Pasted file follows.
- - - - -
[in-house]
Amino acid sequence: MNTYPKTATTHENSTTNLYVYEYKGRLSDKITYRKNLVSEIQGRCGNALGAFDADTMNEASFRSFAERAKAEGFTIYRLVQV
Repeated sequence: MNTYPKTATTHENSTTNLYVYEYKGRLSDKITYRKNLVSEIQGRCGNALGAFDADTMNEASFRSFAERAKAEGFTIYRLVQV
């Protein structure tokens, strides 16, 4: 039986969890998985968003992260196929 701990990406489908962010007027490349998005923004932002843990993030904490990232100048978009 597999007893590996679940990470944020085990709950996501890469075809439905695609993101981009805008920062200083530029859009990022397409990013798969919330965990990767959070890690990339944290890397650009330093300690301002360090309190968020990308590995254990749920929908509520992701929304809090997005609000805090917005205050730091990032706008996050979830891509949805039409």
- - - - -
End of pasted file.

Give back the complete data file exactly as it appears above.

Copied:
[in-house]
Amino acid sequence: MNTYPKTATTHENSTTNLYVYEYKGRLSDKITYRKNLVSEIQGRCGNALGAFDADTMNEASFRSFAERAKAEGFTIYRLVQV
Repeated sequence: MNTYPKTATTHENSTTNLYVYEYKGRLSDKITYRKNLVSEIQGRCGNALGAFDADTMNEASFRSFAERAKAEGFTIYRLVQV
């Protein structure tokens, strides 16, 4: 039986969890998985968003992260196929 701990990406489908962010007027490349998005923004932002843990993030904490990232100048978009 597999007893590996679940990470944020085990709950996501890469075809439905695609993101981009805008920062200083530029859009990022397409990013798969919330965990990767959070890690990339944290890397650009330093300690301002360090309190968020990308590995254990749920929908509520992701929304809090997005609000805090917005205050730091990032706008996050979830891509949805039409």